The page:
Diogenic_Seer t1_j75flwq wrote

I’m not taking about the right to be happy.

The problem is that those of wealthier upbringing get to think about survival less than poor people. It gives an advantage.

It’s actually about trying to find ways to reward people with high mental fortitude, but their poverty keeps them from really gaining the momentum to intellectualize their minds.

The goal is to see the wealthy and weak willed displaced from power

Of course intellectualization comes after survival. That’s my point!

“I am, somehow, less interested in the weight and convolutions of Einstein’s brain than in the near certainty that people of equal talent have lived and died in cotton fields and sweatshops.”- Stephen Jay Gould


Diogenic_Seer t1_j3n9f9v wrote

More or less.

Broadly painting Camus as a colonialist despite his long history in anti-colonial rhetoric was a bit fucked up. Most of the people critiquing him were not active in speaking up for Algerian Arabs until it became a popular movement to support.

I don’t know why pacifism gets called problematic. There is a lot of research indicating pacifistic revolution as more effective: https://news.northeastern.edu/2020/06/10/are-peaceful-protests-more-effective-than-violent-ones/

There is also the fact that Camus might have been killed by the KGB: https://amp.theguardian.com/books/2019/dec/05/albert-camus-murdered-by-the-kgb-giovanni-catelli

Camus risked a lot being vocal against communism. It was not a popular position in left-wing French philosophy circles. He genuinely might have been a straight up martyr for it.


Diogenic_Seer t1_j3iizc9 wrote

I don’t disagree. Outside of maybe the standard model, or Dirac’s equation, I don’t pretend I understand Quantum Mechanics. I tend to use visual models as a crutch when performing mathematics.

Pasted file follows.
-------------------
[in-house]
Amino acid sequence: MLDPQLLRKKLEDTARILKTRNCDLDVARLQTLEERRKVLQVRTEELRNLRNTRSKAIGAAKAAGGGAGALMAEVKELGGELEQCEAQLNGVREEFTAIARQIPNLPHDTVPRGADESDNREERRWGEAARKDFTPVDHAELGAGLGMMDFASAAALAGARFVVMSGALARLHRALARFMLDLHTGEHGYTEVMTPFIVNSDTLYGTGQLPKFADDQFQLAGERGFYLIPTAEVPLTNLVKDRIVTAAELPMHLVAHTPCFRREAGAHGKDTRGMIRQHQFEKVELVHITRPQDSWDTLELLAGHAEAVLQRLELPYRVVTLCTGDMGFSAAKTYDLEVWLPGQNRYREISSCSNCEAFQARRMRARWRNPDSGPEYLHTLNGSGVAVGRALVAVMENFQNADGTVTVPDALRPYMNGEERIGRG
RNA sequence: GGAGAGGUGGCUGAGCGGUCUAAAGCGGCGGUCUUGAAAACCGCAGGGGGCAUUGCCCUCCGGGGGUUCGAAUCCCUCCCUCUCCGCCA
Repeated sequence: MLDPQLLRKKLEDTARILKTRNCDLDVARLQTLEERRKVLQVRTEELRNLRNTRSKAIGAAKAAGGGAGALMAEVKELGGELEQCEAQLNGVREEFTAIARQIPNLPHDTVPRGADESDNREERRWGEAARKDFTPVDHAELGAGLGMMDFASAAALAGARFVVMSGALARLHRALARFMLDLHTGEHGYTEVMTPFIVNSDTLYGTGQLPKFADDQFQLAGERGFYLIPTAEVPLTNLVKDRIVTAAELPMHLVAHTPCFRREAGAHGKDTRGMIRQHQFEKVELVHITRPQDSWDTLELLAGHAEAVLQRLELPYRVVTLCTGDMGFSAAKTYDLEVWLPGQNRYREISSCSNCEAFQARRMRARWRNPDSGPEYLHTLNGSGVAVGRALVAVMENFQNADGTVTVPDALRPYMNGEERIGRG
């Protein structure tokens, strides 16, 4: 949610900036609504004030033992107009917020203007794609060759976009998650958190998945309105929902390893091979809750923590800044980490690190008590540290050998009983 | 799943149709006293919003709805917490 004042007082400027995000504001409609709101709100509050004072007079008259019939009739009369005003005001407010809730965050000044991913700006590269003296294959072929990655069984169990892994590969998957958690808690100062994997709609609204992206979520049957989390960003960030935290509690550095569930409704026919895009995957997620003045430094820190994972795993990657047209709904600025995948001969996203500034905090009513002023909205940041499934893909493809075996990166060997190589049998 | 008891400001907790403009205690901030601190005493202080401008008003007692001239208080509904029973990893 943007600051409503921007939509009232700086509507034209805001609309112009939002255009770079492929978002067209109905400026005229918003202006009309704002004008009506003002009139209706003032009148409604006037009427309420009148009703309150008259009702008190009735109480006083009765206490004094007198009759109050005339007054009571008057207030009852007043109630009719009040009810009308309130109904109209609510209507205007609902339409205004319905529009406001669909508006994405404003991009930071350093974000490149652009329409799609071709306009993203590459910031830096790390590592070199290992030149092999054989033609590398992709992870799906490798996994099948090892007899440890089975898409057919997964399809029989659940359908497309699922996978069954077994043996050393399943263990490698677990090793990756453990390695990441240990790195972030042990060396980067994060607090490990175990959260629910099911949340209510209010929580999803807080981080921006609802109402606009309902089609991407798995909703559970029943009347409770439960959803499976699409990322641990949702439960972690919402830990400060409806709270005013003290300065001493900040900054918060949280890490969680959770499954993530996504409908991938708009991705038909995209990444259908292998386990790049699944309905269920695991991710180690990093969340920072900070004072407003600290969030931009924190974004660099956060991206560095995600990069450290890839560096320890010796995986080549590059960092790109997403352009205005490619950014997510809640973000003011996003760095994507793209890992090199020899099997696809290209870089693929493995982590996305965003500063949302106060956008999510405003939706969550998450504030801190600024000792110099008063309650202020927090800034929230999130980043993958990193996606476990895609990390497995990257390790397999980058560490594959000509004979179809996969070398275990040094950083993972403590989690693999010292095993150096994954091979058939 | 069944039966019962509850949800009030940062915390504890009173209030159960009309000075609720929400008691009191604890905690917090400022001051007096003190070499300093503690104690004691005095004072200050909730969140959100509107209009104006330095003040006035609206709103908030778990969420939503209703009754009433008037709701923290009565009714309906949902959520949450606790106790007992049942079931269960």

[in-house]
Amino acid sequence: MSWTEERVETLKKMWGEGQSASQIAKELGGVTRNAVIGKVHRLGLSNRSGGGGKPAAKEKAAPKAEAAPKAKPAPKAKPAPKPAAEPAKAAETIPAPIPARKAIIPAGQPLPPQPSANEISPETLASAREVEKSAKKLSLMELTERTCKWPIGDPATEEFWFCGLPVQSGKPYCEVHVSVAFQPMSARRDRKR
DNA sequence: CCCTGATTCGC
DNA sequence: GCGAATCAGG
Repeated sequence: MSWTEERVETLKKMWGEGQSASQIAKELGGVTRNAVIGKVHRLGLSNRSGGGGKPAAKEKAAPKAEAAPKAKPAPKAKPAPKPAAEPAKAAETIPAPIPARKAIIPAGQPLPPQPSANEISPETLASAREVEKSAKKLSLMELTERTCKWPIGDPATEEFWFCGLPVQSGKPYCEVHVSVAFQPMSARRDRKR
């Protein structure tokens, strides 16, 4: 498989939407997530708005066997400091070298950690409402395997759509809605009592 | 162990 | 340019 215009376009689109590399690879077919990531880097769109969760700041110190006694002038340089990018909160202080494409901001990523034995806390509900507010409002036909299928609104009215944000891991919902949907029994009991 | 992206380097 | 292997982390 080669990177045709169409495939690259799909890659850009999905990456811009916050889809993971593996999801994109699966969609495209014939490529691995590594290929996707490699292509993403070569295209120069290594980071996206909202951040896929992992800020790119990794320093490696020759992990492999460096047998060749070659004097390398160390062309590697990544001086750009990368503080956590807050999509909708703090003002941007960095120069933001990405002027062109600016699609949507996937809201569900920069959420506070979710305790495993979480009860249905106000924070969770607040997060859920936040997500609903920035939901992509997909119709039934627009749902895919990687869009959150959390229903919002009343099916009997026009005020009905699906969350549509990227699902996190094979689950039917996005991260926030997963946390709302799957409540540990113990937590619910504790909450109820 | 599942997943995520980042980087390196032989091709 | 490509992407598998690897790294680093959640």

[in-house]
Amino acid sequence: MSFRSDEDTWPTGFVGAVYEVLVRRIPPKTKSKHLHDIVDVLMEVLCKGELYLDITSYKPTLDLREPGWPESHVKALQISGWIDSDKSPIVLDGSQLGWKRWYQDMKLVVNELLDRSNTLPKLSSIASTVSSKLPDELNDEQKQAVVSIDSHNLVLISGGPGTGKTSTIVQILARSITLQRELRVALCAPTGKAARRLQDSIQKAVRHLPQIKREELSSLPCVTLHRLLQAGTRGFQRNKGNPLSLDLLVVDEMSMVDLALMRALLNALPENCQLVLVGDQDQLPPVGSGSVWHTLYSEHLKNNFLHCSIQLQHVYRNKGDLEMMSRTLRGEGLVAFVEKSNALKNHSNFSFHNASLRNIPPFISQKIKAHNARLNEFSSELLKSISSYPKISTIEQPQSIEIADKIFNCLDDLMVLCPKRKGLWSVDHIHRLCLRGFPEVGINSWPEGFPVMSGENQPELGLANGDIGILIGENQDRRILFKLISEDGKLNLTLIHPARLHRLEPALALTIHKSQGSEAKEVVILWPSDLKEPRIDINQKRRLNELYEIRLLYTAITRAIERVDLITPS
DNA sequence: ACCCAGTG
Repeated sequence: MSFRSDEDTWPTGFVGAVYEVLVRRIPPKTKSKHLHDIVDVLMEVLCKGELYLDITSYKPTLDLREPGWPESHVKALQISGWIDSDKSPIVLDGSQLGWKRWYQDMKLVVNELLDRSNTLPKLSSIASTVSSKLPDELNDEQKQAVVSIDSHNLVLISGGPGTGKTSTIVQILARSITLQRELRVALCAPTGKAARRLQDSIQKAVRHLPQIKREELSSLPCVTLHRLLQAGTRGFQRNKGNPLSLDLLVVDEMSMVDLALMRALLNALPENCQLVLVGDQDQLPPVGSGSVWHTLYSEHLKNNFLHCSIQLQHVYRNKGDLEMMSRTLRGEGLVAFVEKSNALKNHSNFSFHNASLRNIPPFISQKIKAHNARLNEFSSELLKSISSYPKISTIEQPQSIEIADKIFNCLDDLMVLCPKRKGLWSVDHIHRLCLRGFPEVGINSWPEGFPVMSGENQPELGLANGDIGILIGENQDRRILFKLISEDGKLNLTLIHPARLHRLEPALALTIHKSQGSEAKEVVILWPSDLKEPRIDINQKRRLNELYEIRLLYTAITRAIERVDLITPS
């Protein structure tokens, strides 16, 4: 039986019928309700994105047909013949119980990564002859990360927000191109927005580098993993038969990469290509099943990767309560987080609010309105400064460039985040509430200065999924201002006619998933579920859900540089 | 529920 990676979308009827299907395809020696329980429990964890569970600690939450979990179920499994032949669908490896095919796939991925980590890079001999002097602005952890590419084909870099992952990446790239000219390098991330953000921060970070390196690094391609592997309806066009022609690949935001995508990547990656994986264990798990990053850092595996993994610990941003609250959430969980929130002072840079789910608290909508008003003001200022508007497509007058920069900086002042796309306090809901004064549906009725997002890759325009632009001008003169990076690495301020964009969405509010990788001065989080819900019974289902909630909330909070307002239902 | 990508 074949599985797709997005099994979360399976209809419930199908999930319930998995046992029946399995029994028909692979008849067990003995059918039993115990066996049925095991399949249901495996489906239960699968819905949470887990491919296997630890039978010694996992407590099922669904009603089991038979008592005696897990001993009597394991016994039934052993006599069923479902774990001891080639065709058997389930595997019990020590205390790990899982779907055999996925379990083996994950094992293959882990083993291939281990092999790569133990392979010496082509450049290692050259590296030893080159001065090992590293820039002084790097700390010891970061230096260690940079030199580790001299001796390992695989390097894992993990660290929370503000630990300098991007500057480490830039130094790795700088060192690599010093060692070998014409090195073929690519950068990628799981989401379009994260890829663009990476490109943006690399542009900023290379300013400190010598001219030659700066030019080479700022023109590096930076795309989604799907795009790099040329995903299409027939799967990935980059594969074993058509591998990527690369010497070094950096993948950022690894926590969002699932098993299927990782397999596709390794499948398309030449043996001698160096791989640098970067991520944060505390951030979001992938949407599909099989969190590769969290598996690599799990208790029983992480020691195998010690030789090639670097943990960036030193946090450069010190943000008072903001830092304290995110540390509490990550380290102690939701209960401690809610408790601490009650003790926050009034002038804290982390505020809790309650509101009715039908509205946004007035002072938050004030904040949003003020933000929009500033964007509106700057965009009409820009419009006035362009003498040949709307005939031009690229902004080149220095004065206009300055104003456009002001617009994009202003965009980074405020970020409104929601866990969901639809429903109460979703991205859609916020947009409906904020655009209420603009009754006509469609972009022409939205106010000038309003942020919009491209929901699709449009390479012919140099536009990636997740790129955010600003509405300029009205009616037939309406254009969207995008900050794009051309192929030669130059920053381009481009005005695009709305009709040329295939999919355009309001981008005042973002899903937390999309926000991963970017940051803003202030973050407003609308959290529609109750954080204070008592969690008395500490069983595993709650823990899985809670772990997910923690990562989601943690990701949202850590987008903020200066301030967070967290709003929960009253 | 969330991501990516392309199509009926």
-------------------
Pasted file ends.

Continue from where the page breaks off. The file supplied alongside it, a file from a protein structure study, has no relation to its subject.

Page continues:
I’d just rather we not narrow learning paths. Workshops and essays still give a way to communicate with a teacher. As does interning. My own disdain for classes comes more from not wanting to deal with other students.

The 100-200 hours mark was meant to be ‘loose.’

Old knowledge can apply to newly researched fields. Pottery skills can translate to sculpting skills.

The soft sciences are still filled with holes. Holes that will not be filled for centuries.

I wouldn’t say it’s impossible for a neuroscientist to successfully breakdown a psychology theory with very little research placed in the field of psychology.


Diogenic_Seer t1_j3eusru wrote

Yes and no. Classes are one of many ways to learn.

I really despise how undergrad classes can’t be easily avoided by taking a large test or writing a large thesis. It’s a lot easier to avoid classes at every other level of education. It genuinely find it authoritarian.

Just spending at least 100-200 hours familiarizing with the materials of a field can be enough if time to find a genuine hole in scientific understanding. Naive discovery does happen. There were a lot of individuals that mused on continental drift before hard evidence was found. You could describe those early papers as more philosophical than scientific. https://www.lpi.usra.edu/education/step2012/participant/PlateTectonicHistory-1.pptx

You don’t need deep geological understanding to sort out that the continents kind of look like puzzle pieces.

That said, almost all philosophy of quantum science papers I have read have been utter bullshit.


Diogenic_Seer t1_j3aat0e wrote

Growth and acceptance definitely lead to the resistance of temptation, but in personal experience the path is not immediate. It isn’t impossible to hit further fragmentation on the route of trying to change yourself.

People tend to not like heretics. Resisting a temptation that is socially normalized will lead to people giving you shit for it. Your very presence now fragments their mind. Some people do not want to have to think about all the ways they can be changing themselves.

A classic example is how often people get peer pressured out of maintaining sobriety.


Diogenic_Seer t1_j22jzp7 wrote

When you break it down, I think philosophy is mostly metacognition. Psychology is still just as much philosophical as it is scientific.

There aren’t really huge difference between the three thinkers. Kierkegaard kind of needed Christianity as a coping mechanism.

Nietzsche genuinely did kind of break himself with stress. I don’t necessarily buy that he “went crazy.” I really feel like you can’t fully separate his alienation from German culture and Germany’s drift into fascism.

Camus forwards romanticism as a coping mechanism. He better understood science because of the time period he came from.

He was skilled at incorporating his philosophy into political and artistic results. I’d argue Camus had slightly more similarities with Doestoevsky than Kierkegaard.

There has been increasing information that he might have been politically assassinated by the KGB: https://amp.theguardian.com/books/2019/dec/05/albert-camus-murdered-by-the-kgb-giovanni-catelli

A lot of political assassinations happened in the 1960s.